But as those attendance numbers so clearly point out, those bandwagon fans are immensely important when it comes to stimulating the Milwaukee Brewers economy. And when the Brewers are selling more tickets, more jerseys, more concessions, more everything, the front office is going to be more inclined to spend some of that money they are making. When those attendance numbers drop, so will the payroll of the Milwaukee Brewers.

Here’s my point: the self-proclaimed “true fans” of the Milwaukee Brewers should not be so quick to vilify the bandwagoners when they jump ship because, unlike Boston, we need them.

The cold, hard truth is that the next few years could be very lean ones in Miller Park. Zack Greinke could (and should) be traded in the next few weeks. Shaun Marcum’s recent trip to the DL should be seen as a blessing to Doug Melvin, because Marcum was quickly pitching himself out of Milwaukee’s comfort zone as far as his next contract is concerned. Rickie Weeks hasn’t been Rickie Weeks ever since he legged out an infield single last July against the Cubs, spraining his ankle in the process. The farm system has some decent pieces, but there’s not a lot that’s ready to be harvested for a while yet. Outside of Ryan Braun, Yovani Gallardo, and The Jonathon Lucroy, Milwaukee doesn’t have a lot of long-term promise on the current roster.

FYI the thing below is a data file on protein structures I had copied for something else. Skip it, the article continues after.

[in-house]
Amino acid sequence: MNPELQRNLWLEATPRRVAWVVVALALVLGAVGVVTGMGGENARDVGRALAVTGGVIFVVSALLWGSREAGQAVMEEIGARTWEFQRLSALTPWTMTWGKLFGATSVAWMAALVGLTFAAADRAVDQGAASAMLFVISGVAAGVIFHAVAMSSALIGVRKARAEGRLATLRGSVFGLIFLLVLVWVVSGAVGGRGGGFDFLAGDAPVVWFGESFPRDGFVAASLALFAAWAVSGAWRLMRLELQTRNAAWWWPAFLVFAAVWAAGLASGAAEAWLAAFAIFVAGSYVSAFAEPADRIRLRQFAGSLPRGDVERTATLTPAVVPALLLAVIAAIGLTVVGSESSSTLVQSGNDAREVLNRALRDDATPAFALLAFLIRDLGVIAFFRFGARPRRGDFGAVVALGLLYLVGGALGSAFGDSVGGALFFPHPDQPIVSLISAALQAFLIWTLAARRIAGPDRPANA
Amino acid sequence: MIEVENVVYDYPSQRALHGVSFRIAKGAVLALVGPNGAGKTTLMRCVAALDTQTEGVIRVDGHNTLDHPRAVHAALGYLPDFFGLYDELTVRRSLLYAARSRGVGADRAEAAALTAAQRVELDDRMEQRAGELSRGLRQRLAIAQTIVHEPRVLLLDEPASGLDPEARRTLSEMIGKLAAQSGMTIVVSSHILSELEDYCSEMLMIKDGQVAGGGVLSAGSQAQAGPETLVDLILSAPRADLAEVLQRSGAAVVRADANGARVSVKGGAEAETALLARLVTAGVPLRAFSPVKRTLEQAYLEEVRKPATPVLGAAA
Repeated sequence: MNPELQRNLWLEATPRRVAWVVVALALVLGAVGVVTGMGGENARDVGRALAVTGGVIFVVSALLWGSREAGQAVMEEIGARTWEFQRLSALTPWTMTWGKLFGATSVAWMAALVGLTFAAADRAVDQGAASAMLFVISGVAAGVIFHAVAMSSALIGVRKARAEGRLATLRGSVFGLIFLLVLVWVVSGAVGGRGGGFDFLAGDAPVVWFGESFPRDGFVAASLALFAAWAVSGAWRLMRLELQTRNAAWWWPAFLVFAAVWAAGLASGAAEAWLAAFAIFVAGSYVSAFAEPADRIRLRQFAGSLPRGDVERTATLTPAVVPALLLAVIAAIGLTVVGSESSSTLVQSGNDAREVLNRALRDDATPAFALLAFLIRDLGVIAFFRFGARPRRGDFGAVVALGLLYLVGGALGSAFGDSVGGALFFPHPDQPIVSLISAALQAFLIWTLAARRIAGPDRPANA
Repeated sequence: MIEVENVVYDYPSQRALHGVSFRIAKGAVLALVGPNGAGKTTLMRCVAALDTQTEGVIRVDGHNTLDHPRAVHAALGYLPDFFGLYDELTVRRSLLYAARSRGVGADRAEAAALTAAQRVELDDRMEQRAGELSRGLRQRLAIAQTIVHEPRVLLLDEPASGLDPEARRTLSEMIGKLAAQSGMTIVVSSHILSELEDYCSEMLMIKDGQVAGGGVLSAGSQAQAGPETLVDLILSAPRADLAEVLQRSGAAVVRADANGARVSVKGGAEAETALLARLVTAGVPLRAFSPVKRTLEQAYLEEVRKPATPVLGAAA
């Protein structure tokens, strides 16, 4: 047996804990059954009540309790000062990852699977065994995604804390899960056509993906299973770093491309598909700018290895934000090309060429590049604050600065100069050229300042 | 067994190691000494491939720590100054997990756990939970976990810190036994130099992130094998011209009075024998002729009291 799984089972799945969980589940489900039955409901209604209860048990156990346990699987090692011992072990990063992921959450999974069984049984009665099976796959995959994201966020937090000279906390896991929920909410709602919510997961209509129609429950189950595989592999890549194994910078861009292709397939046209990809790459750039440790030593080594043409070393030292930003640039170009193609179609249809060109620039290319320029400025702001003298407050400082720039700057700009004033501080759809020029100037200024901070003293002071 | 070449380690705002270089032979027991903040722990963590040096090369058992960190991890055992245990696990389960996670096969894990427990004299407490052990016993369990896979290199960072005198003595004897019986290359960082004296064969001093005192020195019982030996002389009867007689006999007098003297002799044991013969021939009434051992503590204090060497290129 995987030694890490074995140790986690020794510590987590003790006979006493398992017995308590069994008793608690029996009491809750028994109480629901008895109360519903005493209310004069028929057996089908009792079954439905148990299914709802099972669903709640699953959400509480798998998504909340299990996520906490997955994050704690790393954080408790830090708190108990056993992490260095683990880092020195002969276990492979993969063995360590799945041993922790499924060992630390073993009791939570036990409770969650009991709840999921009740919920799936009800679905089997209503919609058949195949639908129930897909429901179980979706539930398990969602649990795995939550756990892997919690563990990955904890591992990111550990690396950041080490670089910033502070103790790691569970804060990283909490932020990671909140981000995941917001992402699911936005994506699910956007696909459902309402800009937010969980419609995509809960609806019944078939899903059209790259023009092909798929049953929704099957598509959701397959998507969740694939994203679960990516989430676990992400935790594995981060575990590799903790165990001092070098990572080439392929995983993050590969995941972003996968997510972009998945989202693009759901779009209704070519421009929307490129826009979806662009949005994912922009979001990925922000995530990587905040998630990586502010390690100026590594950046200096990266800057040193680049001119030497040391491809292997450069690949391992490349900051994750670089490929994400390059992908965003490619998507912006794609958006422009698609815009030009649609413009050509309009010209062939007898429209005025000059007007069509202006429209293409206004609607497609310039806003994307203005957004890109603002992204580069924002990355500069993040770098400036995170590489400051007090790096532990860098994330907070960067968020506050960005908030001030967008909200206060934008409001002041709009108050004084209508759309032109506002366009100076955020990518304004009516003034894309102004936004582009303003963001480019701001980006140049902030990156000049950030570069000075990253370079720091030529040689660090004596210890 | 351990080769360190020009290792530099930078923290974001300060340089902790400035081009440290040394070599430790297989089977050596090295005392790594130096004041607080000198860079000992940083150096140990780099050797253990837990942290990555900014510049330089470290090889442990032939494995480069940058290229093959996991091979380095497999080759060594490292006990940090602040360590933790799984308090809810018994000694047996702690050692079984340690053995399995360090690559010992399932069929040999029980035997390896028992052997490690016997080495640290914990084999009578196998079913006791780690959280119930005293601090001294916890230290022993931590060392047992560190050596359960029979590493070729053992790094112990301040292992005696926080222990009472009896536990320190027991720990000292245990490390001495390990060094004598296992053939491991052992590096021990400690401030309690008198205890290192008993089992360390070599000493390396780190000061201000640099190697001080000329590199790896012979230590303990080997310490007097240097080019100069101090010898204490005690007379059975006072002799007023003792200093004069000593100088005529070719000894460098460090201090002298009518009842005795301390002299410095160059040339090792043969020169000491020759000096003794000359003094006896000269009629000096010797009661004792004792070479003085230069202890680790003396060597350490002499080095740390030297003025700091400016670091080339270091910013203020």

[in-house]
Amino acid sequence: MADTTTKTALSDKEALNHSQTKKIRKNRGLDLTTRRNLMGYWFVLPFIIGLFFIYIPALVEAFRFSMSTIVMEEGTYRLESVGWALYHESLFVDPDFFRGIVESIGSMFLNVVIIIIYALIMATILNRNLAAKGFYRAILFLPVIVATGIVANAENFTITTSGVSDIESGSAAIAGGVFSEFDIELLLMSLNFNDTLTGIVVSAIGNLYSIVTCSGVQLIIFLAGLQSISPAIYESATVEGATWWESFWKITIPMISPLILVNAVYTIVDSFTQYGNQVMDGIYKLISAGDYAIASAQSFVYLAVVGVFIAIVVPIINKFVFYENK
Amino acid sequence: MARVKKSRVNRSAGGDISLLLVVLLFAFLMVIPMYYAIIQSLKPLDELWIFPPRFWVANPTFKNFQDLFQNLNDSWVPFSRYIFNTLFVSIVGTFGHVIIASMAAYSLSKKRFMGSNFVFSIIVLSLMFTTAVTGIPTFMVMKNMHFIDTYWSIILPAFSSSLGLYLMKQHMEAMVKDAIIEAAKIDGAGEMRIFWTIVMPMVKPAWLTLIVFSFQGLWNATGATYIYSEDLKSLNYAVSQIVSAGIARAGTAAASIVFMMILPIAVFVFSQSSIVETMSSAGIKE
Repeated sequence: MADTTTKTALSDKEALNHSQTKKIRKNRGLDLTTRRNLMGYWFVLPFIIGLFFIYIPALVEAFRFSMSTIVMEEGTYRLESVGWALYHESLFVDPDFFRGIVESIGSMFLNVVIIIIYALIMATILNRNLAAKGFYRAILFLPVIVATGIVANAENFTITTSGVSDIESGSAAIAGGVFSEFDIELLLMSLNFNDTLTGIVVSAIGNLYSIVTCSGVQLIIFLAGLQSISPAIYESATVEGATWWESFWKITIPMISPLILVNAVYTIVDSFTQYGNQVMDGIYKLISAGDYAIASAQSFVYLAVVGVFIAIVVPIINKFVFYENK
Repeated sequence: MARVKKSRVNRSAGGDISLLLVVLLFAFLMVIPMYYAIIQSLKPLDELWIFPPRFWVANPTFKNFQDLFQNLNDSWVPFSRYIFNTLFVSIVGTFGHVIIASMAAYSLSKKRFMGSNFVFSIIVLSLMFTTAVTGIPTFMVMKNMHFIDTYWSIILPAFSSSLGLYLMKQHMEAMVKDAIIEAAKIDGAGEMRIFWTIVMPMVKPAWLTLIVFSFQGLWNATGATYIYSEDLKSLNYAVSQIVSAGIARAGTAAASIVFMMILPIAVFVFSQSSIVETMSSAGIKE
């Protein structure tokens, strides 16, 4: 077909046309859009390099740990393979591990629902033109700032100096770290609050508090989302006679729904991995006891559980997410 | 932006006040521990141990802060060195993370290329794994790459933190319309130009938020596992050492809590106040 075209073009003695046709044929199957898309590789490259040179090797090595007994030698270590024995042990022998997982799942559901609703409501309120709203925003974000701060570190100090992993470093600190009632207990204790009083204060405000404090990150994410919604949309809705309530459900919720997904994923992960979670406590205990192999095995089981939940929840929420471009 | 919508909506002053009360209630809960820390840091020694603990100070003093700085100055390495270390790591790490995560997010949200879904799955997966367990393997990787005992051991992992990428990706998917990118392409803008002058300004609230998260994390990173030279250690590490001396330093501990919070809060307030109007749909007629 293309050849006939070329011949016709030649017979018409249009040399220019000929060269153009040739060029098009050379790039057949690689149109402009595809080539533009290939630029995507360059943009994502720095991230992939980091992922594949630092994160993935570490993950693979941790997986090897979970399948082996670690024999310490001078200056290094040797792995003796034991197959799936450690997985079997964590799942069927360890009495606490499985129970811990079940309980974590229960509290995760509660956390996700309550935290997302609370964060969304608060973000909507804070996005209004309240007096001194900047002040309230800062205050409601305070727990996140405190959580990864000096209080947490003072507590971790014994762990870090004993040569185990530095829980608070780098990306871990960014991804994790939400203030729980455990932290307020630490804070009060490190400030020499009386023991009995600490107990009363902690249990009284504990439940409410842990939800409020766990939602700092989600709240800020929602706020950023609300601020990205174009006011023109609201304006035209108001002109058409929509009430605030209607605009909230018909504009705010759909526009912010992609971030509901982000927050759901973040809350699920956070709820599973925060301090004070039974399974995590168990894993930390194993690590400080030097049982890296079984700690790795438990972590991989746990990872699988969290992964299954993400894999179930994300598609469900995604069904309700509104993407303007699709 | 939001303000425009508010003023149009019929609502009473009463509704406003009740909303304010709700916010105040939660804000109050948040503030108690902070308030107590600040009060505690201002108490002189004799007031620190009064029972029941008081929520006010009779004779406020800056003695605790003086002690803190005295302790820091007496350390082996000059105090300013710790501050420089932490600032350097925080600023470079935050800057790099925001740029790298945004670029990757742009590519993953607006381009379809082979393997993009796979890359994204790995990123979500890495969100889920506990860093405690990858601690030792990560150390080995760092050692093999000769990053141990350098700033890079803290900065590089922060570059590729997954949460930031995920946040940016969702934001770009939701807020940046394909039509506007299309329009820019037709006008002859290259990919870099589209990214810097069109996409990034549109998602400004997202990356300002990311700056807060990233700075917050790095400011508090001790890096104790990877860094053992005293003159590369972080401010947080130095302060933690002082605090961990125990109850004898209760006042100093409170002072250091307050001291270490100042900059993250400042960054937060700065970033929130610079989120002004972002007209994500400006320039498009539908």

And if the bandwagon fans don’t find their way to Miller Park every now and then, things might not get much better any time soon.

So, to the bandwagon fans out there, I would just like to remind you about the fun times we’ve had these last few years. Remember the Sabathia craze? Prince’s monster shots? Braun’s MVP? T-Plush and Beast Mode? The NLCS? The tailgating? Even though times are rough right now, that can’t erase all of those memories, can it?

And to the “true fans” out there, I just want to remind you to invite those bandwagon fans out when you go to catch the game at a local sports bar. And when you are planning a weekend trip to Miller Park, remember to include those same bandwagon fans in your evite or your Facebook event. Above all else, do whatever you can to keep those bandwagon fans from straying too far.

Bandwagon fans, don’t be strangers to Miller Park. On behalf of Brew Crew Nation, this die-hard member wants to let you know that you are always welcome here.

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2 thoughts on “Addressing Milwaukee’s Dependence on the Bandwagon Fan

  1. Great point Ryan! Nice article…but my question is…if the “bandwagon fans” never fall off the wagon and continue to support the Brewers…are they still “bandwagon fans?” BOOM! Mind Blown!!

  2. I don’t know if the Brewers’ fans will fall off the map that quickly. I can’t speak for this year, but last year I went to Miller Park and that place had the best energy I have ever experienced at a ballpark, and I have gone to my fair share of Yankee games. Logic would tell you the place should get empty quickly after they stop being relevant baseball-wise, but I don’t know if that kind of magic fades away quickly.
    -Mateo

    http://mateofischer.mlblogs.com